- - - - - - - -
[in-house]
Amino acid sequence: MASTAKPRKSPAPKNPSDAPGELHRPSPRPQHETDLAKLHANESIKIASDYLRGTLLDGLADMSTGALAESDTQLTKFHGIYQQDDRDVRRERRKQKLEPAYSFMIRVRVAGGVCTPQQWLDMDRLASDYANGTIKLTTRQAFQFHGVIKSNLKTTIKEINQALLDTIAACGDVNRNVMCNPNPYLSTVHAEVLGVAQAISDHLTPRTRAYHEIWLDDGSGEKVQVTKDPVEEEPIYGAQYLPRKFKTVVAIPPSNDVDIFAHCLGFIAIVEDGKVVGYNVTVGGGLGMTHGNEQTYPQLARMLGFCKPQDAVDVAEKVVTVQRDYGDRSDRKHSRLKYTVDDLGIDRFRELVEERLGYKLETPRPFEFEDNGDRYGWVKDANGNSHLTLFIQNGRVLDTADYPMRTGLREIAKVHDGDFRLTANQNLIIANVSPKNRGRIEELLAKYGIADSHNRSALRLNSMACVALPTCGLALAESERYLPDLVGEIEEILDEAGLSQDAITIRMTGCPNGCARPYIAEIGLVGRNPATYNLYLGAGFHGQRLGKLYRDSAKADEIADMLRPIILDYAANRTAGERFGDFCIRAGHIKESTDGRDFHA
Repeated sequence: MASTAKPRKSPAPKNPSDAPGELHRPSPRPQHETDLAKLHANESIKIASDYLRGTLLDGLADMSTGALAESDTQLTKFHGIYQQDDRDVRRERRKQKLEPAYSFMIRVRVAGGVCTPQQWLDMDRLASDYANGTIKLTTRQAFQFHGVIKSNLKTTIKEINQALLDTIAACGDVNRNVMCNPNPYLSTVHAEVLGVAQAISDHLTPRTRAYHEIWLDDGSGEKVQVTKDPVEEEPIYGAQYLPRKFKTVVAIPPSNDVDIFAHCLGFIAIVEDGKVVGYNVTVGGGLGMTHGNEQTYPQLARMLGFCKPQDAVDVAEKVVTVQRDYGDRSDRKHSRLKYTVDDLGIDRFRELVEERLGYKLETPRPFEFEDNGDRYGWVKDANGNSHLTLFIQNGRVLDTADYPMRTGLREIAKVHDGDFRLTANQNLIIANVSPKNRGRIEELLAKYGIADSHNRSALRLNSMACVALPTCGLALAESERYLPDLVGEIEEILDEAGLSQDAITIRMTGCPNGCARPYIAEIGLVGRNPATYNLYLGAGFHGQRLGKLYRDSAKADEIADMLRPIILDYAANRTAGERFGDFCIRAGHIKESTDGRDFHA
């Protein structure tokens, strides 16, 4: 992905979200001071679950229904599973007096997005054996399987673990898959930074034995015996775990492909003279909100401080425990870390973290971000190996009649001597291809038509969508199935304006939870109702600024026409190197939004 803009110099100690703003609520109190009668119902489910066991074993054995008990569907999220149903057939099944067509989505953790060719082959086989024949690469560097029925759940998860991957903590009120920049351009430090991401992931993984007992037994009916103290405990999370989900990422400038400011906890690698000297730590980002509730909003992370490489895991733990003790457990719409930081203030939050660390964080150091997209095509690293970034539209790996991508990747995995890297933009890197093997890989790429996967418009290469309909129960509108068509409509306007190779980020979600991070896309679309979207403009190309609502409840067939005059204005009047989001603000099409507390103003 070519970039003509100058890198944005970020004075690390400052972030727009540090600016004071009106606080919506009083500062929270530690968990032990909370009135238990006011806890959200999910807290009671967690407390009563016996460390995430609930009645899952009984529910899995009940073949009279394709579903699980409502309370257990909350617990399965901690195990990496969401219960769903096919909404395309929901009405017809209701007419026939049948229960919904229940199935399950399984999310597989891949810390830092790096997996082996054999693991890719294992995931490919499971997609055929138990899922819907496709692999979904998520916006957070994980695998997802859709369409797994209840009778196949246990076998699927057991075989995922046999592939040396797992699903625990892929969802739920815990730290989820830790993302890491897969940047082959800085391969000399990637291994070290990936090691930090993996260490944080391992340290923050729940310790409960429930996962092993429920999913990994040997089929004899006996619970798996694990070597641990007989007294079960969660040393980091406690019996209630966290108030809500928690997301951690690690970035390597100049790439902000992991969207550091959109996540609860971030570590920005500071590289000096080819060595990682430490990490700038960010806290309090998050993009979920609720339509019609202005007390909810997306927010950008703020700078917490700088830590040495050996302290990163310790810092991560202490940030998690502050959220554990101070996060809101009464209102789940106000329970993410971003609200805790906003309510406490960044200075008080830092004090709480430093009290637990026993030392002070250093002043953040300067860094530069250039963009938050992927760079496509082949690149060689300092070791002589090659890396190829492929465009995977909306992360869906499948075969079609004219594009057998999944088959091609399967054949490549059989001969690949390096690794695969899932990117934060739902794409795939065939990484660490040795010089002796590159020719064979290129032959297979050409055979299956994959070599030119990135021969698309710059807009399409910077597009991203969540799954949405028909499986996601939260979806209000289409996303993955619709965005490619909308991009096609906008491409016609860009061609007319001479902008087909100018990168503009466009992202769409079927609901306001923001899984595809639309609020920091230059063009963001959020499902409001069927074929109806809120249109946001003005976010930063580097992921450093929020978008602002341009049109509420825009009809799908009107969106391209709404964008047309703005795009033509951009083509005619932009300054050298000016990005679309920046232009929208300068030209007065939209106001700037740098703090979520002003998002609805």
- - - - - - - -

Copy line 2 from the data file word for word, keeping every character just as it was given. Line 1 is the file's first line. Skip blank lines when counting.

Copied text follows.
Amino acid sequence: MASTAKPRKSPAPKNPSDAPGELHRPSPRPQHETDLAKLHANESIKIASDYLRGTLLDGLADMSTGALAESDTQLTKFHGIYQQDDRDVRRERRKQKLEPAYSFMIRVRVAGGVCTPQQWLDMDRLASDYANGTIKLTTRQAFQFHGVIKSNLKTTIKEINQALLDTIAACGDVNRNVMCNPNPYLSTVHAEVLGVAQAISDHLTPRTRAYHEIWLDDGSGEKVQVTKDPVEEEPIYGAQYLPRKFKTVVAIPPSNDVDIFAHCLGFIAIVEDGKVVGYNVTVGGGLGMTHGNEQTYPQLARMLGFCKPQDAVDVAEKVVTVQRDYGDRSDRKHSRLKYTVDDLGIDRFRELVEERLGYKLETPRPFEFEDNGDRYGWVKDANGNSHLTLFIQNGRVLDTADYPMRTGLREIAKVHDGDFRLTANQNLIIANVSPKNRGRIEELLAKYGIADSHNRSALRLNSMACVALPTCGLALAESERYLPDLVGEIEEILDEAGLSQDAITIRMTGCPNGCARPYIAEIGLVGRNPATYNLYLGAGFHGQRLGKLYRDSAKADEIADMLRPIILDYAANRTAGERFGDFCIRAGHIKESTDGRDFHA